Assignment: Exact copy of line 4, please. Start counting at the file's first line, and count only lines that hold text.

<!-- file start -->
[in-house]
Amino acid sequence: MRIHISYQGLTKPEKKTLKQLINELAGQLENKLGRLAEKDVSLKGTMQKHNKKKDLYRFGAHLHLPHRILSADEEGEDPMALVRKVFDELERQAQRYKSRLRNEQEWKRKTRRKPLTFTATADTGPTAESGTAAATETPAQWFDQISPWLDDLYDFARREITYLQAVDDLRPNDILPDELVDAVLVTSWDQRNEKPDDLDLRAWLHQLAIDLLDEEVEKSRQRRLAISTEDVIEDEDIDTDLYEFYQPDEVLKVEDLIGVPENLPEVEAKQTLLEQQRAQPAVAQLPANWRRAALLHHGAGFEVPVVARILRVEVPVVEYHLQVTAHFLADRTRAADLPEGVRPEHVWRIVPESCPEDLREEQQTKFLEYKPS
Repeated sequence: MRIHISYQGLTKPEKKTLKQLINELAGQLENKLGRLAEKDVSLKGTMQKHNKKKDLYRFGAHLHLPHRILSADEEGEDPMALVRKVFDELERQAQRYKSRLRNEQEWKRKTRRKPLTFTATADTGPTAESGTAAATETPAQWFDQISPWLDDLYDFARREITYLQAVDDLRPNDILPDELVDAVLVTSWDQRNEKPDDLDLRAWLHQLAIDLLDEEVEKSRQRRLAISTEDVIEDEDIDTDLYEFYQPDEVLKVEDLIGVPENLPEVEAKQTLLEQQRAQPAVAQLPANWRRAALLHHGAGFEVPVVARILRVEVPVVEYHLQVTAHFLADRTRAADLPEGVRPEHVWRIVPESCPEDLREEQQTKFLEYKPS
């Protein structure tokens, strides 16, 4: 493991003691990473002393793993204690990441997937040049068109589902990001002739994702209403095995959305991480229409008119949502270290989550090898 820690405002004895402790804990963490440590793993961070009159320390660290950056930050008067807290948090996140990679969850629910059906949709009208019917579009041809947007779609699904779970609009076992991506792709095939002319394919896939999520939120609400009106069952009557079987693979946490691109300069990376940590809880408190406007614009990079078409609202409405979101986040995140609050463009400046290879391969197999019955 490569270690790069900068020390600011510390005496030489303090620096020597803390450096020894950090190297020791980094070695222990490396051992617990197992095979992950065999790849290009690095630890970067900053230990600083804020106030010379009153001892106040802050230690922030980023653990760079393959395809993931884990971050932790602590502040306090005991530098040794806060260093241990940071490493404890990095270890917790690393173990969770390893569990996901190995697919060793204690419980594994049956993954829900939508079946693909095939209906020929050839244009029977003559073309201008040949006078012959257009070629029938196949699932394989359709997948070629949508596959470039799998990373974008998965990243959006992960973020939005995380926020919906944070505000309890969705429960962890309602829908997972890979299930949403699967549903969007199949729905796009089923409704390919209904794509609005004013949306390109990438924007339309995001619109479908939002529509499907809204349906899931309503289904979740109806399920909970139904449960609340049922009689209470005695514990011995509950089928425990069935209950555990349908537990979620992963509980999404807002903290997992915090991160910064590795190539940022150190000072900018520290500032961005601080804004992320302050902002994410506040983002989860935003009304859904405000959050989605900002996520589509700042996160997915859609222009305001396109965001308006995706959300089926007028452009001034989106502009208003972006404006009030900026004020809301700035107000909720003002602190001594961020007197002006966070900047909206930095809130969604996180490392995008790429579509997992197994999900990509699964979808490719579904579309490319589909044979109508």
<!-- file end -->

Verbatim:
């Protein structure tokens, strides 16, 4: 493991003691990473002393793993204690990441997937040049068109589902990001002739994702209403095995959305991480229409008119949502270290989550090898 820690405002004895402790804990963490440590793993961070009159320390660290950056930050008067807290948090996140990679969850629910059906949709009208019917579009041809947007779609699904779970609009076992991506792709095939002319394919896939999520939120609400009106069952009557079987693979946490691109300069990376940590809880408190406007614009990079078409609202409405979101986040995140609050463009400046290879391969197999019955 490569270690790069900068020390600011510390005496030489303090620096020597803390450096020894950090190297020791980094070695222990490396051992617990197992095979992950065999790849290009690095630890970067900053230990600083804020106030010379009153001892106040802050230690922030980023653990760079393959395809993931884990971050932790602590502040306090005991530098040794806060260093241990940071490493404890990095270890917790690393173990969770390893569990996901190995697919060793204690419980594994049956993954829900939508079946693909095939209906020929050839244009029977003559073309201008040949006078012959257009070629029938196949699932394989359709997948070629949508596959470039799998990373974008998965990243959006992960973020939005995380926020919906944070505000309890969705429960962890309602829908997972890979299930949403699967549903969007199949729905796009089923409704390919209904794509609005004013949306390109990438924007339309995001619109479908939002529509499907809204349906899931309503289904979740109806399920909970139904449960609340049922009689209470005695514990011995509950089928425990069935209950555990349908537990979620992963509980999404807002903290997992915090991160910064590795190539940022150190000072900018520290500032961005601080804004992320302050902002994410506040983002989860935003009304859904405000959050989605900002996520589509700042996160997915859609222009305001396109965001308006995706959300089926007028452009001034989106502009208003972006404006009030900026004020809301700035107000909720003002602190001594961020007197002006966070900047909206930095809130969604996180490392995008790429579509997992197994999900990509699964979808490719579904579309490319589909044979109508």